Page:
When you are deciding whether to use a treatment, you should think about whether it is more helpful than harmful, not just whether it is helpful. This depends on the size of the good and bad effects.
The size of the effects may depend on how sick you are or how likely you are to get sick (your baseline risk). For example, an antibiotic for a bad earache caused by an infection may be more helpful than for a milder earache.
It also depends on how important the outcomes are to you. For example, taking a medicine may reduce earache (a good effect), but may also have bad effects, like diarrhoea. Some people might think that an earache is a more important problem for them than diarrhoea and therefore may be more likely to decide to use the medicine. Others may think that diarrhoea is a more important problem for them, so they may be more likely to decide not to use the medicine.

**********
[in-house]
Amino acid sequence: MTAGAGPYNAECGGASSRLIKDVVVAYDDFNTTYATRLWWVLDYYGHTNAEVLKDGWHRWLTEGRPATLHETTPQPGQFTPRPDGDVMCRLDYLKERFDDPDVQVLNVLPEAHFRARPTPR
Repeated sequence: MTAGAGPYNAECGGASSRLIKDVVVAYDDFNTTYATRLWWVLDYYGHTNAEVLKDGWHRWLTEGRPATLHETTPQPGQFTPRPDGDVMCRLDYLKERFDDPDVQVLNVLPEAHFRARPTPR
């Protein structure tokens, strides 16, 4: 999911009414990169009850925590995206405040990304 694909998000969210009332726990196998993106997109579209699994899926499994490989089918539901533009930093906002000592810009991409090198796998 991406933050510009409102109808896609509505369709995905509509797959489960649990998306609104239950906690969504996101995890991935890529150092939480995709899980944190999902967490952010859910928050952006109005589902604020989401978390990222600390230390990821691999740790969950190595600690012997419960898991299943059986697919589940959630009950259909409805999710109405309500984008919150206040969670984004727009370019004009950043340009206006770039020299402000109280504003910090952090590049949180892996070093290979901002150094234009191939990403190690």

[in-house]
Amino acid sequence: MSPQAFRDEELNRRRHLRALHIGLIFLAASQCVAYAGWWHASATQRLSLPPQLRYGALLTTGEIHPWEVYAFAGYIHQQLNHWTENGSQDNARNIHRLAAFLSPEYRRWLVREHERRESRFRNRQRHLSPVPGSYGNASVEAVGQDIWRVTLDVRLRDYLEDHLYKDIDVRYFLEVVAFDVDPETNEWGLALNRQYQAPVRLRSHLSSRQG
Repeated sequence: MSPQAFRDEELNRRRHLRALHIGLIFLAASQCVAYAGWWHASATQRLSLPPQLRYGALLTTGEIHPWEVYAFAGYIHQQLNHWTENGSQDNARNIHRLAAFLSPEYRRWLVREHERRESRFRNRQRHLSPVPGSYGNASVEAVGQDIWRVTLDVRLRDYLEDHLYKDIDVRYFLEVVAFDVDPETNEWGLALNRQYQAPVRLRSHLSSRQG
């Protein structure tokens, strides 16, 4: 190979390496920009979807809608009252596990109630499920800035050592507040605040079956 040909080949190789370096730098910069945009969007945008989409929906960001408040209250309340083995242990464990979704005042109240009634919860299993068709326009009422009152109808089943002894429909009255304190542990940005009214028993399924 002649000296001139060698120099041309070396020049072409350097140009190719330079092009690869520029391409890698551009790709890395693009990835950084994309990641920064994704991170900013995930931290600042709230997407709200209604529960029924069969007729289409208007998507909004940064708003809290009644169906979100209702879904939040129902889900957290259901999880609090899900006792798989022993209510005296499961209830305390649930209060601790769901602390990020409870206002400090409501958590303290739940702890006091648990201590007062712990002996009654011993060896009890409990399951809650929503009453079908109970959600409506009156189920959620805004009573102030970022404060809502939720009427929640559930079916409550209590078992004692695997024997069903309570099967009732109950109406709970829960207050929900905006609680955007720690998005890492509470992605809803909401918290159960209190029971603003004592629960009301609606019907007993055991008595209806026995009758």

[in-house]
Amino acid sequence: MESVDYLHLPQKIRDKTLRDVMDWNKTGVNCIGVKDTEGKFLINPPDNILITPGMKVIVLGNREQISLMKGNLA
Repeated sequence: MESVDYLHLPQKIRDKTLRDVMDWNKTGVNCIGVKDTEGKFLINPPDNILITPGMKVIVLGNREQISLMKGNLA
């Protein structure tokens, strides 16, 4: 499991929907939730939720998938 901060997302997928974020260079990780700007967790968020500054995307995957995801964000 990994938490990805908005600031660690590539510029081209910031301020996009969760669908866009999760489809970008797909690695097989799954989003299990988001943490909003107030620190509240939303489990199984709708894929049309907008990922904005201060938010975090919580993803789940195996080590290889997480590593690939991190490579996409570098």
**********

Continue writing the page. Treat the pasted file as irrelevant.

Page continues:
REMEMBER: Ask yourself if the advantages outweigh the dis advantages.